It’s been a truism of the real estate market: that the new luxury developments dotting downtown Boston have to have parking.
But the new building opening on Lovejoy Wharf near North Station this summer will test that maxim by not having a single parking space for its 157 condos.
“It’ll be interesting to watch their sales,” said Sue Hawkes, president of The Collaborative Companies, which markets condos. “If they’re successful, it could really help to relieve the pressure to have to provide parking for these big buildings.”
Hawkes and other veterans of the city’s real estate scene said 131 Beverly St., where units will range from $750,000 to more than $3 million, is the first large condo building to hit the market without at least some parking for residents.
Bostonians have long been accustomed to renting spaces at pricey garages or squeezing into street spots amid the brownstones of Back Bay and the South End. But a high-rise condo, especially a two- or three-bedroom, has typically come with access to a spot in the building or next door.
But Boston officials have in some cases lowered parking requirements for new buildings, part of a broader push to encourage more housing and ease traffic. And developers, mindful that underground garage spaces can cost more than $100,000 each to build in Boston’s super-hot construction market, are happy to experiment, too.
The Lovejoy Wharf project originally included a 315-space garage for 131 Beverly and a neighboring office building where Converse Inc. has its new headquarters. Then in 2013 the developer Related Beal asked the city for permission to scrap the garage — a move that probably saved millions of dollars — pointing to the buildings’ proximity to multiple transit lines and downtown Boston.
Now the building is nearing completion, and Related Beal will soon learn if it made the right bet on parking.
“This location can’t be beat,” Related Beal president Kim Sherman Stamler said during a tour that showed off city views, roof deck, and the lounge and billiards room of 131 Beverly. “And the building has a real presence.”
Besides, Stamler said, there are many garages nearby that rent spaces, including one in a new apartment and hotel building that Related Beal has under construction across the street.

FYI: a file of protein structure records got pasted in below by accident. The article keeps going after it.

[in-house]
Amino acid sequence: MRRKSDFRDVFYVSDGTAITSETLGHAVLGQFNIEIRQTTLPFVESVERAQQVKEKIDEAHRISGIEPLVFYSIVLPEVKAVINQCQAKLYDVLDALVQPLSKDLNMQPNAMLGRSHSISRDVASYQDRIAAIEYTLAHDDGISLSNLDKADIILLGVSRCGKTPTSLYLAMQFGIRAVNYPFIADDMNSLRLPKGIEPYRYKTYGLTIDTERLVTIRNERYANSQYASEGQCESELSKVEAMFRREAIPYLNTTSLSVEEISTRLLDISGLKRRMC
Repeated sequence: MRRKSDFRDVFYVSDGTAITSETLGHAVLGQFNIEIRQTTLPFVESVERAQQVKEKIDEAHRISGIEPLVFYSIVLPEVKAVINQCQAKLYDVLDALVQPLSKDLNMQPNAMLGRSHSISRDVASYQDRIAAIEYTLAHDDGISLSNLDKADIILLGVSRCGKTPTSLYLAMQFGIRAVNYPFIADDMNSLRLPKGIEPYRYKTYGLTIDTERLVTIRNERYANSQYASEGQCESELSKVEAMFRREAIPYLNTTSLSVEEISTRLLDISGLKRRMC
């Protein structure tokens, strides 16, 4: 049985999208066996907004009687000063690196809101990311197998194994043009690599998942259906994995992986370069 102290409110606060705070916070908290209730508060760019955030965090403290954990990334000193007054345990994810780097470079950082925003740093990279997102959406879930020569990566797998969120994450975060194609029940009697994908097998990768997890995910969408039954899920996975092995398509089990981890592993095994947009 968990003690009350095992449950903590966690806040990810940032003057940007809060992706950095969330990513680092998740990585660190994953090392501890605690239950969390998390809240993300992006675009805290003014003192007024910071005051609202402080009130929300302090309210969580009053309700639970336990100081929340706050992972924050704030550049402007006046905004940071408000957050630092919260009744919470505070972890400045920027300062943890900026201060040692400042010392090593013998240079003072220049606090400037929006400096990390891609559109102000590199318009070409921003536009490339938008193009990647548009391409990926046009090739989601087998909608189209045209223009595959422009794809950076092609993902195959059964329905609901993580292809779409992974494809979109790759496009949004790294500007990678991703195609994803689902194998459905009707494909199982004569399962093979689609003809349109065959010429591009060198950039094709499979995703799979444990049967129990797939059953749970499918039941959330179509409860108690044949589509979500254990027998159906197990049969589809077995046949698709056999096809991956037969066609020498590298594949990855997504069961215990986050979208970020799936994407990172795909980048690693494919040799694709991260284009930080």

Real estate agents who specialize in the downtown condo market say 131 Beverly will prove a good test case.
Although younger buyers moving from other apartment buildings in central Boston probably won’t mind the lack of parking, older owners might find it a turnoff, said Brian Dougherty, managing partner of the Boston office of Robert Paul Properties.
“They’re probably not going to get the empty-nesters moving in from” wealthy suburbs, he said. “One of the first things they tend to ask about is parking. But for younger buyers who already live in the city, it’s not necessarily a prerequisite, even at $1.5 or $2 million.”
The emergence of Uber and Zipcar and delivery services such as Instacart make it easier to envision a car-free lifestyle downtown, said Michael DiMella, managing partner of Charlesgate Realty Group. That wasn’t the case even four years ago, when Related decided to drop the garage.
“Back then, they were really stepping out with this theory. I appreciate the forward thinking,” DiMella said. “Depending on what happens here, you may see other developers rejiggering their buildings to reduce parking.”
There are other new buildings that, while not eliminating parking entirely, will offer fewer spaces than usual.
Related Beal recently received city approval for a 324-unit building in the South End that will have 180 parking spaces. Pierce Boston, a 30-story tower Samuels & Associates is building in the Fenway, will have 80 parking spaces for 349 apartments and condos. And 171 Tremont, a smaller condo building along Boston Common, jettisoned plans for a garage last year after being forced to reduce the building to 12 stories.
In a luxury condo market where supply is tight and prices are routinely breaking records, a good building will find plenty of buyers, said Kevin Ahearn, owner of Otis & Ahearn Real Estate. Parking or no.
“Demand is so strong with people wanting to live downtown,” he said.
“We need every bit of inventory we can get.”Tim Logan can be reached at firstname.lastname@example.org. Follow him on Twitter at @bytimlogan.